Health and Healthcare Systems

The world’s biggest killers? Diseases linked to human behaviour

Children gather in a poor neighbourhood in the Mawzaa village of the southern Yemeni province of Taiz July 1, 2012. One million Yemeni children face severe malnutrition within months as families struggle to pay for food in one of the Arab world's poorest countries, the U.N. World Food Programme has warned. Political turmoil has pushed Yemen to the brink of a humanitarian crisis and aid agencies estimate half the country's 24 million people are malnourished. Picture taken July 1, 2012. To match Interview YEMEN-HUNGER/ REUTERS/Khaled Abdullah (YEMEN - Tags: POLITICS CIVIL UNREST HEALTH SOCIETY) - GM1E87J1TP801

Almost three quarters of deaths are now from non-communicable diseases, as stated in the Global Burden of Disease report. Image: REUTERS/Khaled Abdullah

Briony Harris
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Changing people’s behaviour and circumstances is proving more difficult than fighting infectious disease.

And advances in life expectancy and well-being will continue to be compromised unless the world works out how to address behavioural risks effectively.

These are the conclusions of this year’s Global Burden of Disease report – an enormous study which gathers data on some 330 diseases from 195 countries in order to analyse the world’s health.

While there has been significant improvement in fighting infectious disease and other preventable deaths such as infant mortality, there is far less progress in the diseases which are caused at least partially by human behaviour.

Almost three quarters of deaths are now from non-communicable diseases, with obesity and diet amongst the most significant contributors. Coronary heart disease is the leading cause of early deaths across the globe.

Image: The Lancet

Death is a powerful motivator to address diseases that have been killing us at high rates, says Dr Christopher Murray, Director of the Institute for Health Metrics and Evaluation at the University of Washington who led the study.

“But we’ve been much less motivated to address issues leading to illnesses,” he explains, highlighting what he calls a “triad of troubles” – obesity, conflict, and mental illness.

First, the good news

The good news is that mortality rates around the world have decreased across all age groups over the past five decades.

Better education means far fewer infants are dying Image: REUTERS

For the first time, the estimated number of deaths in children under five fell below 5 million. This is a dramatic drop from 1990, when 11 million children under the age of five died.

Deaths from infectious diseases have largely decreased (with the notable exception of dengue fever).

Lower respiratory infections, diarrhea, neonatal preterm birth, HIV/AIDS, and malaria have all declined by 30% or more in just one decade.

These improvements are largely due to better education, reduced poverty, vaccinations, mosquito nets and improved water and sanitation, and can be attributed to the efforts of both the aid community and government organizations.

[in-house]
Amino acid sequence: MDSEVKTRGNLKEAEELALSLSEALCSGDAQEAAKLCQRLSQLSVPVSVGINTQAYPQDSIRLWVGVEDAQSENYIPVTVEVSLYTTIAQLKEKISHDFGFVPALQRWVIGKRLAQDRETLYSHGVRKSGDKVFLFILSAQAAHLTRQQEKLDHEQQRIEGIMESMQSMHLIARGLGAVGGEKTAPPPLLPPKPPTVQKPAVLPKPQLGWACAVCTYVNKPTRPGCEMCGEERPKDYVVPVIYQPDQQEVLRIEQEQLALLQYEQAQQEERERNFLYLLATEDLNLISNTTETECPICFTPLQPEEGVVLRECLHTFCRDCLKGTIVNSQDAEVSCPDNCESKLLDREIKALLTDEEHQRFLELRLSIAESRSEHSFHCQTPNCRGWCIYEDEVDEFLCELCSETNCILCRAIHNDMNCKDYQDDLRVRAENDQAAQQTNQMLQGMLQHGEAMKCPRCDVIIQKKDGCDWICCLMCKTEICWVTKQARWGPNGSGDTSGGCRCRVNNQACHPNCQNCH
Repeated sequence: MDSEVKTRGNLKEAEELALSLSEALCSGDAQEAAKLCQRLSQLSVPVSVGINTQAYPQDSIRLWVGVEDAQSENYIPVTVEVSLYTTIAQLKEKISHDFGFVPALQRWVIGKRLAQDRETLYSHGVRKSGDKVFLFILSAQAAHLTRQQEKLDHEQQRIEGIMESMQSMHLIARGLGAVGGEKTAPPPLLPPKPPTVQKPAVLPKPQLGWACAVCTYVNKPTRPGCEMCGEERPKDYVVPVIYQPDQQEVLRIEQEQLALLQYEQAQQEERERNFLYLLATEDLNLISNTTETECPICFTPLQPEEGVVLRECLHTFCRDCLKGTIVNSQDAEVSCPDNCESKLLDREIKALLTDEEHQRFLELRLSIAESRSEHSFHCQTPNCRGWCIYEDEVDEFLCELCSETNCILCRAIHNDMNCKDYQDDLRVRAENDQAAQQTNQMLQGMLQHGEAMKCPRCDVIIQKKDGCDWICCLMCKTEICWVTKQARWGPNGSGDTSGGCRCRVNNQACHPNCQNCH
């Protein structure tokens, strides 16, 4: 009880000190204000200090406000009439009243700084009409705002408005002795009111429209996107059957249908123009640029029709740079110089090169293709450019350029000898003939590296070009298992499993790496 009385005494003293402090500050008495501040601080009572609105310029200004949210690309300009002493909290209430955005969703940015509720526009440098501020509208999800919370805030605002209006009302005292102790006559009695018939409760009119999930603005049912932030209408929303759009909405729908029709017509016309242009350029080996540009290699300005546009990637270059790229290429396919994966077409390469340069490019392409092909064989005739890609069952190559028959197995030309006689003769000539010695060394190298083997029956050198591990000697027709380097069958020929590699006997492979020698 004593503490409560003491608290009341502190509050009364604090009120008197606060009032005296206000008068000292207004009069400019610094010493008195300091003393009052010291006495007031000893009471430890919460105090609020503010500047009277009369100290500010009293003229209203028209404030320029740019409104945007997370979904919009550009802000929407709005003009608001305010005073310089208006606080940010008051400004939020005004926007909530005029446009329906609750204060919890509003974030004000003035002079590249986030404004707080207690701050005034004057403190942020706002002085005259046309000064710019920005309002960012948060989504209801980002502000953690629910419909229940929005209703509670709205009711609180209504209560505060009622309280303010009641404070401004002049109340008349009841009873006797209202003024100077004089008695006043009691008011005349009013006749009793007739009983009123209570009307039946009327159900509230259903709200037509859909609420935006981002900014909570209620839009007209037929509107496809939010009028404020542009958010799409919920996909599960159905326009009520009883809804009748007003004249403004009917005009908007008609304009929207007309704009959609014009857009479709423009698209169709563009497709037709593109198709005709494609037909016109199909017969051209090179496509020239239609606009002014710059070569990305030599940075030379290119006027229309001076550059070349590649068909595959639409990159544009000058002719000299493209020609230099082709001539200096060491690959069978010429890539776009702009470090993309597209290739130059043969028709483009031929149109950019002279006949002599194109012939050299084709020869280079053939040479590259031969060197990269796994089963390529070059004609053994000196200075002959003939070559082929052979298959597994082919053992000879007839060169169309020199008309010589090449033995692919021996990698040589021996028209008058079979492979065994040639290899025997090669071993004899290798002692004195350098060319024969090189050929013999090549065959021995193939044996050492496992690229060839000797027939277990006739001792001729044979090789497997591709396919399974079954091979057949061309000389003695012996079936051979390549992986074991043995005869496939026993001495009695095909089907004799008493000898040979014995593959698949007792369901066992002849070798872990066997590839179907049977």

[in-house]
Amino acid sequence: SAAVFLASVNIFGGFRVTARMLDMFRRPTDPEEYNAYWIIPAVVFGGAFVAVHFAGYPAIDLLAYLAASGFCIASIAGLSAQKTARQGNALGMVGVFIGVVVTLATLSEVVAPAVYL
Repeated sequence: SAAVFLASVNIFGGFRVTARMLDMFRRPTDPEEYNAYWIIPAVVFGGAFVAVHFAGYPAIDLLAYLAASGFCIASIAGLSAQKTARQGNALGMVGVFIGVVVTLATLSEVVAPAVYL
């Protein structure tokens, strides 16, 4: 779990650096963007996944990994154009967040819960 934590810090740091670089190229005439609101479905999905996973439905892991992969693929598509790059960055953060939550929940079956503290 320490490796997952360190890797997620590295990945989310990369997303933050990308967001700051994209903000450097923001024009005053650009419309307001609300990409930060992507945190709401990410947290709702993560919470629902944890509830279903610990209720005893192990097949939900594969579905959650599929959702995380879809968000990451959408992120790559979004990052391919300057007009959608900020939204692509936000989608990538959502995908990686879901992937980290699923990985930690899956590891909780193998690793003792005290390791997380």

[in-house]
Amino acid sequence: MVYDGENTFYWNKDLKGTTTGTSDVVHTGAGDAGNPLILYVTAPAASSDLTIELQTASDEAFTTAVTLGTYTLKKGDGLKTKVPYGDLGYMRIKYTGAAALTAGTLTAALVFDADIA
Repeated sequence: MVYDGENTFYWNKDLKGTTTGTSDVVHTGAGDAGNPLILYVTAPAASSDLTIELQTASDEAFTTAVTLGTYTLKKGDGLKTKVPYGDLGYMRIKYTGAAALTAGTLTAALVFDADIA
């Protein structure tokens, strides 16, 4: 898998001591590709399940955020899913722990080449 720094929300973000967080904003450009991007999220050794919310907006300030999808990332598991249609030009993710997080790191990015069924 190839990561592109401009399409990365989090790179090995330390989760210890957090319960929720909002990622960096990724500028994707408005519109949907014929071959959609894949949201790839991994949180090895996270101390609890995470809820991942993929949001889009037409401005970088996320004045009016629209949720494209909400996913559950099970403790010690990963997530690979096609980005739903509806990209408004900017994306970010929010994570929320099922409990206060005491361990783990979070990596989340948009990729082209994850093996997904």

Poor diet linked to one in five deaths

However, these advancements are being offset by diet, with nearly one in five deaths worldwide being associated with poor diet.

While obesity levels continue to rise, poverty as well as greed must take some of the blame: it’s not just overeating, but not having enough money to buy the right sorts of food, the researchers note.

Since 2006, deaths from ischaemic (coronary) heart disease have increased by 19% globally.

Diabetes caused 1.43 million deaths in 2016, an increase of 31.1% since 2006.

And within the past decade, diabetes rose from the 17th to the 9th leading cause of death in low-middle income countries.

Image: OECD

Depressing progress

The prevalence of mental health conditions globally is another area where progress is not being made, which in turn takes a heavy toll on the health of individuals and societies.

More than one billion people in the world are living with psychological or psychiatric disorders and substance abuse problems in 2016.

Major depressive disorders ranked in the top 10 causes of ill health in all but four countries worldwide.

Mental health is something that impacts all countries, regardless of their socioeconomic status.

And treatment – even in high-income countries – remains limited.

The result is that the prevalence of the most common disorders has not changed.

The cost of terror

The last category that is causing a decline in the world’s health lies outside of the control of the individual; war, conflict or environmental factors.

The largest increase in deaths from injuries was from conflict and terrorism which have doubled over the past decade.

Life goes on for children in Syria, but for how long? Image: REUTERS/Khalil Ashawi

Recent conflicts, such as those in Syria, Yemen, South Sudan and Libya, are major public health threats, both in regard to casualties and because they lead to long-term physical and mental health consequences.

Such conflicts also lead to the mass displacement of people which in turn has an impact on their health.

Going forward, the researchers want to investigate further and try to quantify the impacts of climate change on global health.

The Global Burden of Disease Study is the most comprehensive study of disease in the world and is funded by the Bill & Melinda Gates Foundation.

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